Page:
Effect of pH on PO4-P adsorption onto β-FeOOH. Also shown onto anion-exchange polyamide (PA) resin.

Figure 3

Effect of pH on PO4-P adsorption onto β-FeOOH. Also shown onto anion-exchange polyamide (PA) resin.

Adsorption isotherms

In order to study the adsorption isotherm of the β-FeOOH for phosphate, the β-FeOOH of 0.1 g comes into contact with the phosphate solution of 100 mL at concentrations in the range of 0.2–1.0 mmol/L. The phosphate solutions were prepared using the acetic acid buffer solution (pH 4.7), to minimize the effects of pH on the adsorption capacity of β-FeOOH. Each sample was allowed to equilibrate for 24 h at 25 °C, with constant shaking at 120 rpm, prior to analysis for the final phosphate ion concentration. The experimental data obtained were plotted in a linearised form of Langmuir (Langmuir 1918) and Freundlich isotherm (Freundlich 1906) models as shown below:
formula
(2)
formula
(3)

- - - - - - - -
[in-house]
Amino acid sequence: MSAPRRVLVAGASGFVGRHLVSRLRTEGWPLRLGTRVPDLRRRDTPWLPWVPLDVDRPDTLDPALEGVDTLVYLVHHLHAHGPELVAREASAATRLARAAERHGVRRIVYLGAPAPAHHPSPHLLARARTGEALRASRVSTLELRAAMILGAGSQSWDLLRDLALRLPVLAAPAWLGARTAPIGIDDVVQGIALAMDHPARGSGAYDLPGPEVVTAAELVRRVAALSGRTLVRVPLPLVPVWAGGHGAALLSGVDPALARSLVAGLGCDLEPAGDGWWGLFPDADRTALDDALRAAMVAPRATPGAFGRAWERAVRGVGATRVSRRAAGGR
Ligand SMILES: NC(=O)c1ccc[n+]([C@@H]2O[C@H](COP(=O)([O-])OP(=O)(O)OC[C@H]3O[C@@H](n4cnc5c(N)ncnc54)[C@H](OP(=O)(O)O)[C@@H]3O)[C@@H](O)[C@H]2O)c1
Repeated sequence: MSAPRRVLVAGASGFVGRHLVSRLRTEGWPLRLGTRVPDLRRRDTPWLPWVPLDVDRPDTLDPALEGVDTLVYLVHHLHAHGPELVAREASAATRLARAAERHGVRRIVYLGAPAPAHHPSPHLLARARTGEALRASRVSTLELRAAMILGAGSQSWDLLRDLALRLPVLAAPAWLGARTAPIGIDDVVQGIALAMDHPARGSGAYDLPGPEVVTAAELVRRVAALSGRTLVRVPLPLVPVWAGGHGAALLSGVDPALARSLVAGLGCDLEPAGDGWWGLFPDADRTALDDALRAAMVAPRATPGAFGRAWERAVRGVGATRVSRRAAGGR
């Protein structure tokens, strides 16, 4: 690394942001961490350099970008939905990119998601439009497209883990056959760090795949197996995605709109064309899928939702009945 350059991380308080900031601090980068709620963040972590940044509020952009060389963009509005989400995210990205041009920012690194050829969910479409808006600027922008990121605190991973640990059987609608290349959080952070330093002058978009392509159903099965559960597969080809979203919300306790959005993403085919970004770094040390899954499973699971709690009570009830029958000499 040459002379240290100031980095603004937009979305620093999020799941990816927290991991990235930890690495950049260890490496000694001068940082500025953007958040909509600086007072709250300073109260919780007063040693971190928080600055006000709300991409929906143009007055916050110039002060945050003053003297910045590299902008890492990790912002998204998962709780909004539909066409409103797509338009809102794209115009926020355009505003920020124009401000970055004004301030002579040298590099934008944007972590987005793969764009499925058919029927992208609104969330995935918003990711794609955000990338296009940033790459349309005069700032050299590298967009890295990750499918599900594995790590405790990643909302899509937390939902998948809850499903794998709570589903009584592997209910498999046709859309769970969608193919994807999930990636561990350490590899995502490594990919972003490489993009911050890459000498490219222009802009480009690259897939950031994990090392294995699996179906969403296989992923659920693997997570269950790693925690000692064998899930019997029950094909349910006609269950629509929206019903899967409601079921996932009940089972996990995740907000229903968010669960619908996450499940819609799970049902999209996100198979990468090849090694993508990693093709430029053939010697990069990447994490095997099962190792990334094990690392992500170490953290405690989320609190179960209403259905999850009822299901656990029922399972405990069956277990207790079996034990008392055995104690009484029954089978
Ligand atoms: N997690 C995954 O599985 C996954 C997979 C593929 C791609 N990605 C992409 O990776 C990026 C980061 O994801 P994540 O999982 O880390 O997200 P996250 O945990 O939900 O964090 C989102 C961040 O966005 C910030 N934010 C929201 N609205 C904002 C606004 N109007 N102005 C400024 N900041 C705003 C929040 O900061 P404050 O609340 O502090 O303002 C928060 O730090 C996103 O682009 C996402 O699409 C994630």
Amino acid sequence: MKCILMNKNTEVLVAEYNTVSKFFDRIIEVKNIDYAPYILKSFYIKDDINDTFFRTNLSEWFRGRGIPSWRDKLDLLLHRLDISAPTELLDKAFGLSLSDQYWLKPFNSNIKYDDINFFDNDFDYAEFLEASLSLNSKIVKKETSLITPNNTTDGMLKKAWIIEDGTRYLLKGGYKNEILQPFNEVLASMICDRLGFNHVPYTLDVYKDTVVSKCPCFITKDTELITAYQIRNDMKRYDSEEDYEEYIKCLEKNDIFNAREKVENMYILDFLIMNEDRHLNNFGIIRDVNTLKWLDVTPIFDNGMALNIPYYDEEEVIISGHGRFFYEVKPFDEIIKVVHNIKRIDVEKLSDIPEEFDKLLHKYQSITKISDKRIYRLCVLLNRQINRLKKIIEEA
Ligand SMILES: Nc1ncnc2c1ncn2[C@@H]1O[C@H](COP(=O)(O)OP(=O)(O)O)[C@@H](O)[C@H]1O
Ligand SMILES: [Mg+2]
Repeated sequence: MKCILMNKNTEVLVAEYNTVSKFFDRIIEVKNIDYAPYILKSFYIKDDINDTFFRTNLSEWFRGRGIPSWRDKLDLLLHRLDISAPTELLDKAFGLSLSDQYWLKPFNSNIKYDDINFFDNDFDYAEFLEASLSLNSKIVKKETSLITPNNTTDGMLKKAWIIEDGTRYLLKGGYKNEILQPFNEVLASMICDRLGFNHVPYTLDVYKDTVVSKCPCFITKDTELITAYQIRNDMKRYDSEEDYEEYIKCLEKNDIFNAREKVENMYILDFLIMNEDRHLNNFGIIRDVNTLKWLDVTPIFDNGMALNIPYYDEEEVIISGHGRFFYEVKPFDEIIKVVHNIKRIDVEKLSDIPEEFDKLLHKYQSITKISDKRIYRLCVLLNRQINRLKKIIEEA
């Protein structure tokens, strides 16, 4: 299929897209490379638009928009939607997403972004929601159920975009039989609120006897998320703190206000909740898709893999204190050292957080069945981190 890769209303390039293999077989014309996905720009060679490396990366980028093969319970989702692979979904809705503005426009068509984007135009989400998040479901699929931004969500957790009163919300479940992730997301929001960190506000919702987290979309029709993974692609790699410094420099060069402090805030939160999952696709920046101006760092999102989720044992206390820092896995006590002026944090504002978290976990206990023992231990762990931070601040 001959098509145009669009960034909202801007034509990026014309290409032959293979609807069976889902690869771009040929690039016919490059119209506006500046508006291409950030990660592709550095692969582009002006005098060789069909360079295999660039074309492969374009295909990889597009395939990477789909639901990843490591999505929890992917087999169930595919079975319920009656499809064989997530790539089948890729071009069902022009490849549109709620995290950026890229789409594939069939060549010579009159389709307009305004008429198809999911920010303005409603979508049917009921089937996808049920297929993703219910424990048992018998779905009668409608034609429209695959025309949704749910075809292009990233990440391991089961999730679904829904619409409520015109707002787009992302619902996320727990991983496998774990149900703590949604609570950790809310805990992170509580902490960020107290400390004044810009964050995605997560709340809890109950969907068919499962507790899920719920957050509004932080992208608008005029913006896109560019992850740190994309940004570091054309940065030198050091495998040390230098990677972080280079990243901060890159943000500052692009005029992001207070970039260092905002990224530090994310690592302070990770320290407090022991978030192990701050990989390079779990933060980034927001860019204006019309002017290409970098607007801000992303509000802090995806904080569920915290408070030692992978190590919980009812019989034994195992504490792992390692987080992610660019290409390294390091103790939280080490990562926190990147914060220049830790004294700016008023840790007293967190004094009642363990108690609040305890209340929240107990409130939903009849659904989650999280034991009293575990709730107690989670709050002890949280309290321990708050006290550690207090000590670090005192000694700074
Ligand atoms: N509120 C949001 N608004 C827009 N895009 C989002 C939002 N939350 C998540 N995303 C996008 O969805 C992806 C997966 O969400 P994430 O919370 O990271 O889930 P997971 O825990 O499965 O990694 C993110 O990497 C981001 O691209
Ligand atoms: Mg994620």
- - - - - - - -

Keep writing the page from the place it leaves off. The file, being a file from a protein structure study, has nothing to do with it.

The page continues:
where Ce is the equilibrium concentration (mg/L), qe is the amount adsorbed at equilibrium (mg/g), qm is the Langmuir constants related to the maximum monolayer adsorption capacity (mg/g), b is the Langmuir constants related to the energy of adsorption (L/mg), KF and n are the Freundlich constants related to the sorption capacity of the adsorbent and the magnitude of the adsorption driving force, respectively. Figure 4 shows the experimental data and isotherm models for the adsorption of phosphate ion on β-FeOOH. The adsorption parameters determined by using the isotherm equations are summarized in Table 1. The linear fit of the experimental data to the Langmuir model exhibited a correlation coefficient of 0.9986, and the maximum adsorption capacity and b were found to be 60.98 mg/g and 0.896 L/mg, respectively. Conversely, the correlation coefficient for the fitting of the experimental data to the Freundlich model were found to be 0.9926. The KF value and the n value were determined to be 35.35 (mg/g) (L/mg)1/n and 6.398, respectively. The magnitudes of n value were in the level of good (n ≥ 2) favorability of adsorption. A comparison of the correlation coefficients for the fit of the experimental data to the two isotherm models revealed that the Langmuir isotherm model provided the best fit; this indicated the predominance of monolayer adsorption.